Kai Ryssdal: OK, so the Justice Department didn't actually say the financial crisis was nobody's fault. But that's what you get if you read between the lines of an announcement the feds made last night.
The government's not going to prosecute Goldman Sachs in the last big case left over from the crisis -- a subprime mortgage deal in which the investment bank didn't tell investors the whole truth. Goldman did pay a $550 million fine to settle civil charges over the deal, but the DOJ says it can't prove criminal intent.
Which leaves consumers four years on wondering who -- if anyone -- gets the blame. Our New York bureau chief Heidi Moore starts us off.
Heidi Moore: If the financial crisis were being hashed out on TV, a lot of people would be in jail right now.
"Law & Order" clip: By the time I'm done with you, you'll be finished!
Frank Partnoy wishes it could be that easy. He's a University of San Diego law professor who used to sell complex financial products on Wall Street.
Frank Partnoy: Unfortunately, life is not like "Law & Order." We apply very different standards to Main Street and Wall Street. It's relatively straightforward to go after street crime, but it's awfully, awfully hard to go after Wall Street.
Some recent cases prove that. The Justice Department just dropped its potentially landmark investigation against Goldman Sachs. Last month, a Citigroup manager was acquitted of fraud fraud involving mortgage securities. But the jury encouraged the government to keep hunting for financial crimes.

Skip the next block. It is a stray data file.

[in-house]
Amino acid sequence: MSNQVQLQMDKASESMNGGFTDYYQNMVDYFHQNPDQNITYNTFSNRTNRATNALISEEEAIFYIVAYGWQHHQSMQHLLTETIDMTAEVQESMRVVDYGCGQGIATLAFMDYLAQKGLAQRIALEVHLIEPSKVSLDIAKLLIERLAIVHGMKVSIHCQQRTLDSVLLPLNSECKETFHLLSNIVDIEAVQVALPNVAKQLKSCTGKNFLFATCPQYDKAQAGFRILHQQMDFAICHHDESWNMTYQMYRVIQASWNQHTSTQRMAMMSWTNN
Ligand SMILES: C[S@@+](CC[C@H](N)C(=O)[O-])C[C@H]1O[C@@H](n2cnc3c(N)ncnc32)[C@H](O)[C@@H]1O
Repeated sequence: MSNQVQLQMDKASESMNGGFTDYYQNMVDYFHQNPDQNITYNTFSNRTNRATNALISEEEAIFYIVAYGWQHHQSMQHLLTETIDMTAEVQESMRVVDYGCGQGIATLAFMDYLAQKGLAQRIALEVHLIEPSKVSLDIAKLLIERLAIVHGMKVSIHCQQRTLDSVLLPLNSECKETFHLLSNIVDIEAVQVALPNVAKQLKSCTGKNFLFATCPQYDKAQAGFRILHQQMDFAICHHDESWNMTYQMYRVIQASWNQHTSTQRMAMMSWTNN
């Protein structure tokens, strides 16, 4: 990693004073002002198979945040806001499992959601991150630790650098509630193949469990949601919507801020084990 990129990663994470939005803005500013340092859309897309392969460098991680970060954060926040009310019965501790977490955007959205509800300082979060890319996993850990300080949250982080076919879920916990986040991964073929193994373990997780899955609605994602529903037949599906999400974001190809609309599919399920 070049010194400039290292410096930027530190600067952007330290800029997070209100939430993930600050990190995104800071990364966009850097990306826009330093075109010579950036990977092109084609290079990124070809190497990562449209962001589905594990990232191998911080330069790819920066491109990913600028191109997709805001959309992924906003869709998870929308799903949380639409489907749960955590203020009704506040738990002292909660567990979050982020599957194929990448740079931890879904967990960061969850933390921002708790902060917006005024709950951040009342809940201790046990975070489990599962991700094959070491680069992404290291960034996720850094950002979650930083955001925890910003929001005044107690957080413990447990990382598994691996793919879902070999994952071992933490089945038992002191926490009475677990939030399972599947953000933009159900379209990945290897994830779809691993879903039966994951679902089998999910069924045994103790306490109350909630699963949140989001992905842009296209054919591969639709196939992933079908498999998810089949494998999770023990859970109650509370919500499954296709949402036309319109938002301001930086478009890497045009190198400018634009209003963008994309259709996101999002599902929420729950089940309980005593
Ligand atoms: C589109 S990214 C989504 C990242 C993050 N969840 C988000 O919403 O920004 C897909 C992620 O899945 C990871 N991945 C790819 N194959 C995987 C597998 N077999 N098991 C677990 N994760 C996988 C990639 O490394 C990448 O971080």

Neil Barofsky: I think that it's unlikely that we're going to see any meaningful cases arising out of the financial crisis. I think that unfortunately, that horse has already left the barn.
That's Neil Barofsky. He's the former watchdog of the bank bailout program. He says after five years, the government is running out of time to bring these cases. And that leaves a baffling paradox, according to Frank Partnoy.
Partnoy: We'll end up with epic financial crisis where at least Senate investigators suggested that crimes were committed, and yet no one goes to jail.
Carl Levin, the senator whose investigation triggered the case against Goldman, attributed the outcome to either weak laws or weak enforcement.
It seems that the worst economic meltdown since the Great Depression is just nobody's fault.
In New York, I'm Heidi Moore for Marketplace.